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VENCOR NURSING CENTERS, L.P. v. SHALALA

United States District Court, District of Columbia


July 8, 1999

VENCOR NURSING CENTERS, L.P., D/B/A VILLAGE SQUARE NURSING AND REHABILITATION CENTER, PLAINTIFF,
v.
DONNA E. SHALALA, DEFENDANT.

The opinion of the court was delivered by: Urbina, District Judge.

  MEMORANDUM OPINION

Denying the Plaintiff's Motion for a Temporary Restraining Order
  and Denying the Defendant's Request for a Transfer of Venue

I. Introduction

This matter comes before the court on an application by the plaintiff Vencor Nursing Centers, L.P. ("Vencor") for an order temporarily restraining the defendant, Secretary of the United States Department of Health and Human Services Donna E. Shalala ("HHS") from terminating one of Vencor's California facilities from the Medicare and Medicaid programs, and seeking other declaratory and injunctive relief. In opposition, HHS contends that this court lacks subject matter jurisdiction, that venue does not lie in this District or that the action should be transferred to California, and that Vencor has not met the criteria for preliminary injunctive relief. For the reasons which follow, the court finds that it has jurisdiction and that a transfer of venue is not warranted. The court also finds that Vencor has not met the criteria for issuance of a TRO and denies Vencor's application.*fn1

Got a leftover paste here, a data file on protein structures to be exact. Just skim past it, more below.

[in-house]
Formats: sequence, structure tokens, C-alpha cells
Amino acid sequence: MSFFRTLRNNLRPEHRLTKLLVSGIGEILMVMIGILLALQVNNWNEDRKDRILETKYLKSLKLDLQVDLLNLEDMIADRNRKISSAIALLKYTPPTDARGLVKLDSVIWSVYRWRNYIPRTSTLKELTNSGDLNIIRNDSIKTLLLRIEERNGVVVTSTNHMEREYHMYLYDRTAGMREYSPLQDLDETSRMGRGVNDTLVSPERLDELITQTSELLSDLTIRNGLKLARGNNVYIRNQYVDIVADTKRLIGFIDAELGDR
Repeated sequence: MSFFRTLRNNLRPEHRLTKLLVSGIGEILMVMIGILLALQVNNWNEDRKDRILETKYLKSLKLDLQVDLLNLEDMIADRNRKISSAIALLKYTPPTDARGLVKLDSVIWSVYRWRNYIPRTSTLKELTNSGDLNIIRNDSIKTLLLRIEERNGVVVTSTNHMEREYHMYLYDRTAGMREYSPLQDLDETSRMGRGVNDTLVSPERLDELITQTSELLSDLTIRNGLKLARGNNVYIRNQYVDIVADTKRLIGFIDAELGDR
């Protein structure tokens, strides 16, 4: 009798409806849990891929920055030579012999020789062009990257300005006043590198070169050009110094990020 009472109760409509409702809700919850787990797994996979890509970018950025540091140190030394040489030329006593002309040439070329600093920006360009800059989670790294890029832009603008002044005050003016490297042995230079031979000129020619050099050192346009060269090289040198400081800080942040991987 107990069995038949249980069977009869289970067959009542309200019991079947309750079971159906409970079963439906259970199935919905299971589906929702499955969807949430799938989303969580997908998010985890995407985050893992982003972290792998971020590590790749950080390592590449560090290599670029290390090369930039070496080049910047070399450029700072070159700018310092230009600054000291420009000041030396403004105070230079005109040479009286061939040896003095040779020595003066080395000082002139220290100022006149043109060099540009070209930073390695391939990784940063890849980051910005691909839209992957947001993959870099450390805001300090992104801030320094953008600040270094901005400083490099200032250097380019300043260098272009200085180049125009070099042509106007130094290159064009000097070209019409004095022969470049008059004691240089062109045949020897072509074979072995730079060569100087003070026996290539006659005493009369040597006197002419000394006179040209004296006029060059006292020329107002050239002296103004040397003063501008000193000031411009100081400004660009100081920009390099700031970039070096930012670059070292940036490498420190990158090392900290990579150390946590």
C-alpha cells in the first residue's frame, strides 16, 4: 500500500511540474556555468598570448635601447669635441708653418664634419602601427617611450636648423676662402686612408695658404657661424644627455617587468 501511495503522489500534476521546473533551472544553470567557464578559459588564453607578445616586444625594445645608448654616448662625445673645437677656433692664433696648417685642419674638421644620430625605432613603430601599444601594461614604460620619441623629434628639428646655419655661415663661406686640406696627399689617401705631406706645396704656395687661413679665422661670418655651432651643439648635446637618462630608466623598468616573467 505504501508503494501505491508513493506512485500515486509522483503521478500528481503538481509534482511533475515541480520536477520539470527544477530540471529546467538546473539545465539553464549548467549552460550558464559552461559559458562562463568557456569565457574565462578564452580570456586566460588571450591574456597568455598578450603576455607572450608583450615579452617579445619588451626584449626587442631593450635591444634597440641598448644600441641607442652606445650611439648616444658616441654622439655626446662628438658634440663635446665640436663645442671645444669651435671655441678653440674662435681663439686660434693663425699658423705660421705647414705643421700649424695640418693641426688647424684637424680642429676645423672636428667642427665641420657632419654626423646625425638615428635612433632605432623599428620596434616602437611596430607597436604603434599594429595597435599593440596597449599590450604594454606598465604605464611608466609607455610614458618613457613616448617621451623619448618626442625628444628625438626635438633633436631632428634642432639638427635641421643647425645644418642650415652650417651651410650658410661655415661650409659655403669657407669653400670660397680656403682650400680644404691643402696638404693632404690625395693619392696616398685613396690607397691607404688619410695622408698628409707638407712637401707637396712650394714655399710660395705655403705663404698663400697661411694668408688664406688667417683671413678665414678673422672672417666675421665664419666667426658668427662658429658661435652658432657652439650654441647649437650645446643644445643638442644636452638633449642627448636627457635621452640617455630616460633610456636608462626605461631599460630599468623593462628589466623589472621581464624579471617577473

II. Background

Vencor owns and operates Village Square Nursing and Rehabilitation Center, a 120-bed skilled nursing facility in San Marcos, San Diego County, California ("Village Square"). During the relevant period, Village Square had between 92 and 104 residents, including about fifty Medicare and Medicaid beneficiaries. Id. ¶ 2. The defendant, HHS, is the federal agency responsible for administering the Medicare Act, 42 U.S.C. § 1395 et seq., and the Medicaid Act, 42 U.S.C. § 1396 et seq. The California Department of Human Services ("the survey agency" or "SA") is the state agency that inspected Village Square on behalf of HHS. From November 1998 through May 1999, HHS authorized the SA to carry out three on-site surveys of Village Square.